What was the most memorable thing a reader or fan has said to you about this book?

I have had many children come up and tell me how excited they are to meet the `night monster' that night. But the most memorable response I got was from an elder sibling, who told me that he would make sure his little sister is not afraid of the dark anymore.

What was your reaction to winning the Jarul Book Award?

As an author, one is always thrilled to see one's work appreciated. But what makes the Jarul Book Award particularly special is that it is judged by children. To have gotten a thumbs up from my young readers feels wonderful! Thank you Karadi tales and Jarul book committee for this special award. 

Do you have a Raksha Bandhan message for Karadi Tales fans? 

Make your sibling your best friend, while enjoying the magical moments of childhood together. Love, accept and respect your siblings wholeheartedly. Happy Raksha Bandhan!

Thursday, July 20, 2017

How Sameer came to be - an interview with Nandini Nayar, author of the Curious Sameer series

She created the adorable Sameer and his equally lovable mum. The series of four books, all of which have stories that are told in riddle format, are a huge hit with Karadi Tales readers. We interview author Nandini Nayar about what inspired her to write these books.

Our Curious Sameer series is available at 40% off until July 31, 2017 -

Karadi Tales: What was your inspiration for the Sameer series?  

Nandini Nayar: Children are bored very easily and come to you for suggestions about what they can do. My son did this too, but naturally, he did not like any of my suggestions.  This led to my writing a story about a boy who challenges his mother every time she offers a suggestion. When Karadi took the story, they asked me for another to go with this. And since the first one – What Will You Give Me?- had set the question-answer pattern between the boy and his mother, I thought of other questions that the boy could ask. That’s how What Will I Be?, What Could it Be? and Where Shall We Go? came about.

KT: Is Sameer based on anyone you know?

NN: I think Sameer is a mix of all the children I’ve observed over the years, my own son, the children of friends and cousins. What they all have in common is the creative ease with which they find faults in any suggestion made by a grown-up.   

KT: How did you get into children’s writing?

NN: The best way possible- I wrote a story that was published in a newspaper and that was it – my fate was sealed. I was so inspired by that one publication that I wrote and wrote and wrote and continue to write! 

KT: How do you test if the stories you’ve written work for children?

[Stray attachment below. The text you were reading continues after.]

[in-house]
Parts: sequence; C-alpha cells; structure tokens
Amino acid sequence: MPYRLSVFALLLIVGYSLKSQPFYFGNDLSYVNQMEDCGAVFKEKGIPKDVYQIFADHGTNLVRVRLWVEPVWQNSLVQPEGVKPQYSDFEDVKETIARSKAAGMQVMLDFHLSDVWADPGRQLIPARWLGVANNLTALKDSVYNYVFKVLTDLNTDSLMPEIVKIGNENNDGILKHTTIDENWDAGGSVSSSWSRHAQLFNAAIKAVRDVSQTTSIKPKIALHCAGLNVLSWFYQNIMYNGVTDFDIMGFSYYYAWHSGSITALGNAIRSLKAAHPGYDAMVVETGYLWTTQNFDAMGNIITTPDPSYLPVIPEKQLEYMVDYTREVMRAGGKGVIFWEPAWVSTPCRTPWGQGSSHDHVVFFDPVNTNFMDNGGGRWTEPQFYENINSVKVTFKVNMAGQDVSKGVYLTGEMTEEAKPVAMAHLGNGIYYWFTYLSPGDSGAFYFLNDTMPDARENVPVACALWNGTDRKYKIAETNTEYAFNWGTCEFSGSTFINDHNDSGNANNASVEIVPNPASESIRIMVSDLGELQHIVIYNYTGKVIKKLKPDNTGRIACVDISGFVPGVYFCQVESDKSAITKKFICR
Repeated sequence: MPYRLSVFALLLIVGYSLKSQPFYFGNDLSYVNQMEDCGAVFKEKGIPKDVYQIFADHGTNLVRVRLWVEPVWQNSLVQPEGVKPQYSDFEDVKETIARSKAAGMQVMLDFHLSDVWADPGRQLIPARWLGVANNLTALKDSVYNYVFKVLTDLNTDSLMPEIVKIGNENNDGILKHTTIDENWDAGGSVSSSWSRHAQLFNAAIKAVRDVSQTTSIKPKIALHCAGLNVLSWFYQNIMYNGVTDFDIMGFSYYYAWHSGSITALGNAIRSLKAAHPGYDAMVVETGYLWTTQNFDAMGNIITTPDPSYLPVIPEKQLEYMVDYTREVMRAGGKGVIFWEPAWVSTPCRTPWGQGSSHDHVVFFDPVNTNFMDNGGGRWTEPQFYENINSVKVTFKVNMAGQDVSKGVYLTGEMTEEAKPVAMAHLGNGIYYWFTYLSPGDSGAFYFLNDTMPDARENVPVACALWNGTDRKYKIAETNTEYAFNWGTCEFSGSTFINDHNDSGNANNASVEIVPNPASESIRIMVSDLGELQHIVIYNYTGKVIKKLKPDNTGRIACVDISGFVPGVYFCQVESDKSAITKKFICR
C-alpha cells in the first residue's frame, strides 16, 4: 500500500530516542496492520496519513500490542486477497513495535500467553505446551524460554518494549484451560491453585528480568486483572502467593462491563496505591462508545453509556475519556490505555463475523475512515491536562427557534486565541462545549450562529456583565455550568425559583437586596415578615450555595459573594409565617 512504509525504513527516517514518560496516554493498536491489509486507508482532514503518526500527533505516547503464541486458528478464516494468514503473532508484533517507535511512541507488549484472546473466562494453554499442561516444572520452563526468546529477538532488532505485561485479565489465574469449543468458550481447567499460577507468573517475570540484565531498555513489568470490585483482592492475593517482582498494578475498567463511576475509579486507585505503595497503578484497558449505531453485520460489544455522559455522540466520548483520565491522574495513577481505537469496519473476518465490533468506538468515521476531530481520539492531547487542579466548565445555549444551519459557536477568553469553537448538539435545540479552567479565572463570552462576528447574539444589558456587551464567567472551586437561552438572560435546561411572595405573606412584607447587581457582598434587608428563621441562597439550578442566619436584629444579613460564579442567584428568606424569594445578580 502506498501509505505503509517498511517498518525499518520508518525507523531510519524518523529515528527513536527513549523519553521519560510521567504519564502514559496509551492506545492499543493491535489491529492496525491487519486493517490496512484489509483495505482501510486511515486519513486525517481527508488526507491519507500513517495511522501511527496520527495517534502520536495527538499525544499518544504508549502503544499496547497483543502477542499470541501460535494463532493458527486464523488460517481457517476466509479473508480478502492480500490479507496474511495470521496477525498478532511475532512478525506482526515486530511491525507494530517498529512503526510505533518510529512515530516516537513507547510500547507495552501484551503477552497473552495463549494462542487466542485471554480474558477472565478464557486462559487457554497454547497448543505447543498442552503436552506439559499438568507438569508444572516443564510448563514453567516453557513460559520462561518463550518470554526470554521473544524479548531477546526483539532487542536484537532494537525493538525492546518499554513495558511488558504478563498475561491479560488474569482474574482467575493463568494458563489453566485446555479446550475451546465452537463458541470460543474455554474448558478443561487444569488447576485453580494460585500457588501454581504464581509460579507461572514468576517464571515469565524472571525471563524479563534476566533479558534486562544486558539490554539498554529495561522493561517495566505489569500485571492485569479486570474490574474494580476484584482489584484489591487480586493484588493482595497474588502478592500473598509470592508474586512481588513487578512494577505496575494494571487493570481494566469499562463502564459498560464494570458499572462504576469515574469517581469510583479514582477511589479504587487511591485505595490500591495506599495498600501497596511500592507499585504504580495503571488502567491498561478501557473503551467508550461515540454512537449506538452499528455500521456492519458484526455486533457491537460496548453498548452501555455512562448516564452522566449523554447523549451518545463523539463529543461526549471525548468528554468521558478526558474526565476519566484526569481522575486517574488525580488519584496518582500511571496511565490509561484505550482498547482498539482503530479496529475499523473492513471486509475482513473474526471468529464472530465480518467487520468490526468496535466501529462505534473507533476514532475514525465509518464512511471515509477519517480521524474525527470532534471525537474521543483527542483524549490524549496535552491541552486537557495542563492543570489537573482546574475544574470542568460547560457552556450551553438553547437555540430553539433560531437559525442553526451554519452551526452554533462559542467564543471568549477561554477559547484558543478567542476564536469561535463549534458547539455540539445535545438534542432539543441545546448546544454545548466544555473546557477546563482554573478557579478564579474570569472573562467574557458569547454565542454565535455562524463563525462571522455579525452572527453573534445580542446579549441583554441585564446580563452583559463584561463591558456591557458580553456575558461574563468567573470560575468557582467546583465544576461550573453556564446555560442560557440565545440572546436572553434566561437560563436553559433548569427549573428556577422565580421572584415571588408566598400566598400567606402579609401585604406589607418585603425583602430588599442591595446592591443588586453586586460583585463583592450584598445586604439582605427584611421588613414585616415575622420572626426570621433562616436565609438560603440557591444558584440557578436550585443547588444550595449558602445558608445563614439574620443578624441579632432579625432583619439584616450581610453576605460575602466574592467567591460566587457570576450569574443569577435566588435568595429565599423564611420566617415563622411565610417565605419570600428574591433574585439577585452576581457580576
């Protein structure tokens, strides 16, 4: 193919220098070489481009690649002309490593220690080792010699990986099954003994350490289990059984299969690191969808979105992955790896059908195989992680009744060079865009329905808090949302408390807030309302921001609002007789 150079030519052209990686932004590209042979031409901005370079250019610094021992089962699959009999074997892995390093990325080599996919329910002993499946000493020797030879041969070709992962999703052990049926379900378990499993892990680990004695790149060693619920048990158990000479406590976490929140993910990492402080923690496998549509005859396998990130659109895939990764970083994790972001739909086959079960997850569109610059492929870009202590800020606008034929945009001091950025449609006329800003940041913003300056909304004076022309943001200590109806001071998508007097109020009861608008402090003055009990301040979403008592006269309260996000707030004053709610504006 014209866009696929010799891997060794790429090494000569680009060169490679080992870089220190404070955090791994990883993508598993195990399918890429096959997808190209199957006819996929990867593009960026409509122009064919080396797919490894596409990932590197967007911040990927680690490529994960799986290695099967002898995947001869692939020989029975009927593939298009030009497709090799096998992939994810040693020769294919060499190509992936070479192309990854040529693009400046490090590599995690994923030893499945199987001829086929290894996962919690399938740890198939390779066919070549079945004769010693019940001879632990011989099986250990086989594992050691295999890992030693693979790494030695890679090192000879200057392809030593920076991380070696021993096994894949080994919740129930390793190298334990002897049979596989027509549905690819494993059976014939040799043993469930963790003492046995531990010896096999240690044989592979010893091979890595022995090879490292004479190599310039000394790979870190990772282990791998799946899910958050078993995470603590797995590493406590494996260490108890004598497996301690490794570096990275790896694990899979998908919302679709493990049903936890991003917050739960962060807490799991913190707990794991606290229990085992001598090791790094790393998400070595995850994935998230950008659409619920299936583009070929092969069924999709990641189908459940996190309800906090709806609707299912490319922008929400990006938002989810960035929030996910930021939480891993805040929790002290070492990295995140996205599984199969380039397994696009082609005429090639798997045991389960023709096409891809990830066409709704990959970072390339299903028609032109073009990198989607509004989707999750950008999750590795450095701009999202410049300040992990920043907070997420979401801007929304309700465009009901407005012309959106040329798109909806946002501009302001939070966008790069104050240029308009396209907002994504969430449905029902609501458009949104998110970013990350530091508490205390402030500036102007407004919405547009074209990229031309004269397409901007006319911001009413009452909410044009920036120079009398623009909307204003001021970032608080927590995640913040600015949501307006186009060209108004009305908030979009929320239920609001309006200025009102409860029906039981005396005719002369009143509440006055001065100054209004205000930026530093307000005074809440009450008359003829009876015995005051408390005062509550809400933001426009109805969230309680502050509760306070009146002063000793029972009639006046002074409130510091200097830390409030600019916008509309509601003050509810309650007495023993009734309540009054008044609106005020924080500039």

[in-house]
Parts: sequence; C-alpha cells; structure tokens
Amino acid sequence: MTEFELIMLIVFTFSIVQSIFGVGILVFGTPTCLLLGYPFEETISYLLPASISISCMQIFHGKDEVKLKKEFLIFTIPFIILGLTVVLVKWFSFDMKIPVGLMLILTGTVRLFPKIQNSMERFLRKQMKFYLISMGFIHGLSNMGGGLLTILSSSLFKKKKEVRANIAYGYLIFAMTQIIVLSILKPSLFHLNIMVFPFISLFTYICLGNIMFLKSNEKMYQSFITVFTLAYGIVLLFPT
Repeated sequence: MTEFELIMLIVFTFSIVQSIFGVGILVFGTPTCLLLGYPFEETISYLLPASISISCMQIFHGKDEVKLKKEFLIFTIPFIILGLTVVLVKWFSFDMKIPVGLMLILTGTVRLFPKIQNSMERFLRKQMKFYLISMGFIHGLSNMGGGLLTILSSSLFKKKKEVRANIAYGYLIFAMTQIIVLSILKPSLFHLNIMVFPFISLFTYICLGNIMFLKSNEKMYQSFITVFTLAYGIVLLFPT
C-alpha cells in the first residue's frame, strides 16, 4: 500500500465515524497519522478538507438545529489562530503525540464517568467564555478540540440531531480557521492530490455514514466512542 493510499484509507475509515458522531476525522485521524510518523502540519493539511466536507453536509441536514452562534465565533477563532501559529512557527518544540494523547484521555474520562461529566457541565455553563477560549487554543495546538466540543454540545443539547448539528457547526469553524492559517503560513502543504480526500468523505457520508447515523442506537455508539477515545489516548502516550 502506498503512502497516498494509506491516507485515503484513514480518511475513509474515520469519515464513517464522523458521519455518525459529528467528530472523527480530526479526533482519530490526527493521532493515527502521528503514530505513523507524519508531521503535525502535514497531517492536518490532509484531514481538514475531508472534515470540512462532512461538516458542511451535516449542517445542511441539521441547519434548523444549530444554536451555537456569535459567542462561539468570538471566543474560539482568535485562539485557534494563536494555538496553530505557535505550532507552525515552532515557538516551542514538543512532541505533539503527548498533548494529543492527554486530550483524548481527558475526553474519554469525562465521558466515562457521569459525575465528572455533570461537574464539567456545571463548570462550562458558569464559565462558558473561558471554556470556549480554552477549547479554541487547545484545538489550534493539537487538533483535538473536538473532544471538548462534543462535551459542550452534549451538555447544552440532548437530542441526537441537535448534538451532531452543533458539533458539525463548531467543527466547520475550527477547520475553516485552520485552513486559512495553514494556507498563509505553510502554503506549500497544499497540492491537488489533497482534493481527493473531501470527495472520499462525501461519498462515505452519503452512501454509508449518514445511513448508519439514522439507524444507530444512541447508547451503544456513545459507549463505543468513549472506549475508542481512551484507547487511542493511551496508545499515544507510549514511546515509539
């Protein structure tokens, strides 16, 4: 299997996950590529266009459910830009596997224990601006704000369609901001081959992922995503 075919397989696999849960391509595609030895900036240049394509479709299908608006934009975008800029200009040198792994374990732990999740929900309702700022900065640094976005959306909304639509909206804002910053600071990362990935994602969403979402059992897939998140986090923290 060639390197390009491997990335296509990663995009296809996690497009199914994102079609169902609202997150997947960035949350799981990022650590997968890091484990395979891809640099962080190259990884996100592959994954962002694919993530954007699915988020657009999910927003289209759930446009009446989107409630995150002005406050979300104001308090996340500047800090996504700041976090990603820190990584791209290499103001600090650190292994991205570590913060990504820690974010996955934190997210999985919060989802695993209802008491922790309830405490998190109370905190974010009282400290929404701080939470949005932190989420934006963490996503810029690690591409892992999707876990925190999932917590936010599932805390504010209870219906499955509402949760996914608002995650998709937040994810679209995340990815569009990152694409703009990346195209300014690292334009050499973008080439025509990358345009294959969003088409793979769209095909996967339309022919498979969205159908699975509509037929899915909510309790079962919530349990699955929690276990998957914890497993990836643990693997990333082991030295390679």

NN: My early picture book stories were made up for my son. He loved them and that gave me the courage to send them to a publishing house. When a story is successfully transferred from your mind to paper, you are filled with a breathless certainty that you’ve just created something good, something that sparkles and lives and breathes. When I experience that kind of certainty about something, I know that children will enjoy it as much as I enjoyed writing it.


When do you find it easiest to write?
When I’ve been thinking, dreaming, breathing a story for some time.   

Your favourite children’s book?
Peppermint Pig, Pinhoe Egg, Howl’s Moving Castle and several others.  

One author you admire?
Diana Wynne Jones

Your favourite encounter with a fan?
A boy who was so overcome at meeting me that he couldn’t speak at all, just smiled and smiled and smiled.

If you could be a book character for a day who would it be?
I’d like to be Apoorva, from my own series titled ‘The Diary of an Indian Schoolgirl’. 

Tuesday, July 18, 2017

Behind the scenes of the Curious Sameer series

The Curious Sameer series is one of Karadi Tales’ most popular series and features a little boy with a thirst for adventure, a strong bond with his ever-patient mother and an active imagination. We interview Francesco Manetti, the multi-talented illustrator of the four books in the Sameer series. He tells us about what inspires him, his creative process and his deep connection with Karadi Tales. 

Our Curious Sameer series is available at 40% off until July 31, 2017 -

 Click On

Karadi Tales: What made you take on the project with an Indian publisher?
Francesco Manetti: Karadi Tales was the first publisher that placed their trust in me as an illustrator. I sent my portfolio without knowing what would happen, and after a few days, I received my official job proposal for a collaboration with a publisher. It has been so exciting and great, and I will always be grateful to Karadi Tales for this chance.

KT: What was your inspiration for the illustrations in the Sameer series?

FM: The colours of nature, on a surreal/abstract and imaginary dimension. But of course, the stories I was working on gave me all the elements with which I built the scenarios, both at the emotional and at the fantasy level.

KT: Is the design of Sameer based on anyone you know?

FM: No, I created the features based on pictures and photos.

KT: How did you get into illustrating books for children?